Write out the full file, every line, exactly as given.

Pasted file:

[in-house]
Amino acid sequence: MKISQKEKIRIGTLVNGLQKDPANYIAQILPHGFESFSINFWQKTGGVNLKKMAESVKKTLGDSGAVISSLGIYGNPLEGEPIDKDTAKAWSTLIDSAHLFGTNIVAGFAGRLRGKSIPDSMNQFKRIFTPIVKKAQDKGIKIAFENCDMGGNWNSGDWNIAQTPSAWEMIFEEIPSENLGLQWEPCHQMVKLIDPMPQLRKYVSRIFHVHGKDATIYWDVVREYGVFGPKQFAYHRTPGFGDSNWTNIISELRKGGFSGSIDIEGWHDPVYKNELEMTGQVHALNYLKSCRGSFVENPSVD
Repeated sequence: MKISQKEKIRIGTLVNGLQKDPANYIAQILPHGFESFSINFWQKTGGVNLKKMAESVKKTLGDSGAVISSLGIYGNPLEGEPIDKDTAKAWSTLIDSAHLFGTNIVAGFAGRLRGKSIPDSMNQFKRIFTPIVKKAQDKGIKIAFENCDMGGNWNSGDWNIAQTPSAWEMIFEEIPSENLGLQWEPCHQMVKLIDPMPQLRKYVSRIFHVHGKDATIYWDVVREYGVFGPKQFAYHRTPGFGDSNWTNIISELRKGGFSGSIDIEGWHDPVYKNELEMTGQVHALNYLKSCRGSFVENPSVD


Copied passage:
[in-house]
Amino acid sequence: MKISQKEKIRIGTLVNGLQKDPANYIAQILPHGFESFSINFWQKTGGVNLKKMAESVKKTLGDSGAVISSLGIYGNPLEGEPIDKDTAKAWSTLIDSAHLFGTNIVAGFAGRLRGKSIPDSMNQFKRIFTPIVKKAQDKGIKIAFENCDMGGNWNSGDWNIAQTPSAWEMIFEEIPSENLGLQWEPCHQMVKLIDPMPQLRKYVSRIFHVHGKDATIYWDVVREYGVFGPKQFAYHRTPGFGDSNWTNIISELRKGGFSGSIDIEGWHDPVYKNELEMTGQVHALNYLKSCRGSFVENPSVD
Repeated sequence: MKISQKEKIRIGTLVNGLQKDPANYIAQILPHGFESFSINFWQKTGGVNLKKMAESVKKTLGDSGAVISSLGIYGNPLEGEPIDKDTAKAWSTLIDSAHLFGTNIVAGFAGRLRGKSIPDSMNQFKRIFTPIVKKAQDKGIKIAFENCDMGGNWNSGDWNIAQTPSAWEMIFEEIPSENLGLQWEPCHQMVKLIDPMPQLRKYVSRIFHVHGKDATIYWDVVREYGVFGPKQFAYHRTPGFGDSNWTNIISELRKGGFSGSIDIEGWHDPVYKNELEMTGQVHALNYLKSCRGSFVENPSVD